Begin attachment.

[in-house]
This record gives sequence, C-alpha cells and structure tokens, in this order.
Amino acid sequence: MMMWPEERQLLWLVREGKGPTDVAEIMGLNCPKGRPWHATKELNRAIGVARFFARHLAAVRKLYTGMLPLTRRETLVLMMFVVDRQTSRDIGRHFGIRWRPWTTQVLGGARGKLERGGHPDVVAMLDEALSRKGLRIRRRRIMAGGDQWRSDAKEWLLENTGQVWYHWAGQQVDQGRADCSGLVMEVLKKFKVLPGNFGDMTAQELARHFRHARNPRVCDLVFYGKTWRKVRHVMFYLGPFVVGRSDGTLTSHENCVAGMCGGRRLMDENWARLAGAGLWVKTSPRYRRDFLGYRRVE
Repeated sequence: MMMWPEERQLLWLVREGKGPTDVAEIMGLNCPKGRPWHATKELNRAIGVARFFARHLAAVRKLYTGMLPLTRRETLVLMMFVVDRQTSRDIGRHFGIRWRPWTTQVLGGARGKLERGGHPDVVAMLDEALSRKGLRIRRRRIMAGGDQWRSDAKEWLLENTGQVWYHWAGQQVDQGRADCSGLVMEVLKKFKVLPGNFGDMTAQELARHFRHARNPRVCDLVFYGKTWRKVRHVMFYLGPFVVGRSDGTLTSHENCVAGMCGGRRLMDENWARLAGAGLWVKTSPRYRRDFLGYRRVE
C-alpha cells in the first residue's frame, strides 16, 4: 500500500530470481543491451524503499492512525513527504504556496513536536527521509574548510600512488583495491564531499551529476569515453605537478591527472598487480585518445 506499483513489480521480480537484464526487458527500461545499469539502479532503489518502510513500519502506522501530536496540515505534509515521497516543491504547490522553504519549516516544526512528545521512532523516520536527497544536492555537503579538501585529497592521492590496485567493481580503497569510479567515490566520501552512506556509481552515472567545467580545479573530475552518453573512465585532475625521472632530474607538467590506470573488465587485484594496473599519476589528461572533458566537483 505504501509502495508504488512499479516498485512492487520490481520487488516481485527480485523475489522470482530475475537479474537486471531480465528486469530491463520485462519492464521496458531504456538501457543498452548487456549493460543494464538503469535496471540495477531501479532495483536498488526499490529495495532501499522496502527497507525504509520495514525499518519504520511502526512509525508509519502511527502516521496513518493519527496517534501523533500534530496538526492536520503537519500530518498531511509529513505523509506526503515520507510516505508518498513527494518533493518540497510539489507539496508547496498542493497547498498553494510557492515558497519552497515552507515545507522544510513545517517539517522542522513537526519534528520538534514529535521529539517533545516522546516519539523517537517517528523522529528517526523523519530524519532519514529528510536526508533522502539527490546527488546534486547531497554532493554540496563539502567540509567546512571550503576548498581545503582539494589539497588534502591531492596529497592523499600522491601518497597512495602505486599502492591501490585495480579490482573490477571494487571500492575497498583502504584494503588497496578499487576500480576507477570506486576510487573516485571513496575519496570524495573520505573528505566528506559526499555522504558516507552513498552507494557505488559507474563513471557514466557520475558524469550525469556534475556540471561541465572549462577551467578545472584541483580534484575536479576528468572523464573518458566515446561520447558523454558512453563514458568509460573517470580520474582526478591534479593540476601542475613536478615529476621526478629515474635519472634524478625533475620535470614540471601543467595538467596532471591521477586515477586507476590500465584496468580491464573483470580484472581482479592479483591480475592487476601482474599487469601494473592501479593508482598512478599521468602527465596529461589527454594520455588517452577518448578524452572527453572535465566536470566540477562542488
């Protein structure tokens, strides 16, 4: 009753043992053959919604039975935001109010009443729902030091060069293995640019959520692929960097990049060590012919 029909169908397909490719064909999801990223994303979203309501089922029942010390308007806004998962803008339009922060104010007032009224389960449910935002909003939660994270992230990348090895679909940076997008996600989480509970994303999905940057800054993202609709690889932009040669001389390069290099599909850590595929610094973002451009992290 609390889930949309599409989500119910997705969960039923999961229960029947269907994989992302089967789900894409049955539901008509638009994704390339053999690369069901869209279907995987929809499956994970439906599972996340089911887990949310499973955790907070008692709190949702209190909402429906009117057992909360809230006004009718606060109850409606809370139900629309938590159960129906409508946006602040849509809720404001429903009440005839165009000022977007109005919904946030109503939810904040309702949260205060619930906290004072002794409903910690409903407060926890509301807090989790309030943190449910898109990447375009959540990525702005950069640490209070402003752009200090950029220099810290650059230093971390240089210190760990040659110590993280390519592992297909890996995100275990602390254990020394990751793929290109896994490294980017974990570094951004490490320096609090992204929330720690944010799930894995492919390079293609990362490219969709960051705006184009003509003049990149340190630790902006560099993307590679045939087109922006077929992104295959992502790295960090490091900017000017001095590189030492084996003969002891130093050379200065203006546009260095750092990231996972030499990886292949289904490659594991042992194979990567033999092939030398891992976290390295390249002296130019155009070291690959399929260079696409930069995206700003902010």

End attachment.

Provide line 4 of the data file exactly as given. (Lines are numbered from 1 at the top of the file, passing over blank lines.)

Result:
Repeated sequence: MMMWPEERQLLWLVREGKGPTDVAEIMGLNCPKGRPWHATKELNRAIGVARFFARHLAAVRKLYTGMLPLTRRETLVLMMFVVDRQTSRDIGRHFGIRWRPWTTQVLGGARGKLERGGHPDVVAMLDEALSRKGLRIRRRRIMAGGDQWRSDAKEWLLENTGQVWYHWAGQQVDQGRADCSGLVMEVLKKFKVLPGNFGDMTAQELARHFRHARNPRVCDLVFYGKTWRKVRHVMFYLGPFVVGRSDGTLTSHENCVAGMCGGRRLMDENWARLAGAGLWVKTSPRYRRDFLGYRRVE